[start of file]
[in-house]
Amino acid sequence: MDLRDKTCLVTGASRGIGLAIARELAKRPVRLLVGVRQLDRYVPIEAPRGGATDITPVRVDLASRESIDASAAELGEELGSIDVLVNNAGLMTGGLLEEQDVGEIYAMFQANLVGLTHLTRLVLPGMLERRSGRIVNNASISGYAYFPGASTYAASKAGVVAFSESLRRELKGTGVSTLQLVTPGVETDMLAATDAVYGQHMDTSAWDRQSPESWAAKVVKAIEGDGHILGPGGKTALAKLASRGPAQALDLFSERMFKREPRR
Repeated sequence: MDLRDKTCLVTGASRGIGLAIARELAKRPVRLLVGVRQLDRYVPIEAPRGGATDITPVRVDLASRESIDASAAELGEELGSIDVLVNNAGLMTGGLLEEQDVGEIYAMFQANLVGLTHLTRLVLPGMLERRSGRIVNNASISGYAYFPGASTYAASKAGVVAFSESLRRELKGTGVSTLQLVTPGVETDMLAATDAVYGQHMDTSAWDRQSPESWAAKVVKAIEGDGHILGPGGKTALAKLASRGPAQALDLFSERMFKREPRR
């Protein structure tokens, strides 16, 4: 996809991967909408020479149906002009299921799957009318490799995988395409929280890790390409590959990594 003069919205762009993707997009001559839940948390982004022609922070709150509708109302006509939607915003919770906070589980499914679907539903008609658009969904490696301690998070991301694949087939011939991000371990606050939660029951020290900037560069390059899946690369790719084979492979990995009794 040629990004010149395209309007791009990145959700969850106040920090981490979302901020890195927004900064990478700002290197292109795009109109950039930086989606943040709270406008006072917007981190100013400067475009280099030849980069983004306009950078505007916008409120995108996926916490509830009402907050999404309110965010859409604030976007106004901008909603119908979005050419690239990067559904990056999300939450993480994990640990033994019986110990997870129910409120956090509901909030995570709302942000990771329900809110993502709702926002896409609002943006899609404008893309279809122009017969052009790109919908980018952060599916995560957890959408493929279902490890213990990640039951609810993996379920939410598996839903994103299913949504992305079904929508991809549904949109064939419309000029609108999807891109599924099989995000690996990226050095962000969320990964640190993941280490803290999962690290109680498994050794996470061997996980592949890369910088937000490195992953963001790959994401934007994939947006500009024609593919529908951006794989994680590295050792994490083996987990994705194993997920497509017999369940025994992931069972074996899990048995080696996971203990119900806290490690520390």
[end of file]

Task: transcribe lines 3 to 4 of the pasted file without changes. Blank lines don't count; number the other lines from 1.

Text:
Repeated sequence: MDLRDKTCLVTGASRGIGLAIARELAKRPVRLLVGVRQLDRYVPIEAPRGGATDITPVRVDLASRESIDASAAELGEELGSIDVLVNNAGLMTGGLLEEQDVGEIYAMFQANLVGLTHLTRLVLPGMLERRSGRIVNNASISGYAYFPGASTYAASKAGVVAFSESLRRELKGTGVSTLQLVTPGVETDMLAATDAVYGQHMDTSAWDRQSPESWAAKVVKAIEGDGHILGPGGKTALAKLASRGPAQALDLFSERMFKREPRR
């Protein structure tokens, strides 16, 4: 996809991967909408020479149906002009299921799957009318490799995988395409929280890790390409590959990594 003069919205762009993707997009001559839940948390982004022609922070709150509708109302006509939607915003919770906070589980499914679907539903008609658009969904490696301690998070991301694949087939011939991000371990606050939660029951020290900037560069390059899946690369790719084979492979990995009794 040629990004010149395209309007791009990145959700969850106040920090981490979302901020890195927004900064990478700002290197292109795009109109950039930086989606943040709270406008006072917007981190100013400067475009280099030849980069983004306009950078505007916008409120995108996926916490509830009402907050999404309110965010859409604030976007106004901008909603119908979005050419690239990067559904990056999300939450993480994990640990033994019986110990997870129910409120956090509901909030995570709302942000990771329900809110993502709702926002896409609002943006899609404008893309279809122009017969052009790109919908980018952060599916995560957890959408493929279902490890213990990640039951609810993996379920939410598996839903994103299913949504992305079904929508991809549904949109064939419309000029609108999807891109599924099989995000690996990226050095962000969320990964640190993941280490803290999962690290109680498994050794996470061997996980592949890369910088937000490195992953963001790959994401934007994939947006500009024609593919529908951006794989994680590295050792994490083996987990994705194993997920497509017999369940025994992931069972074996899990048995080696996971203990119900806290490690520390």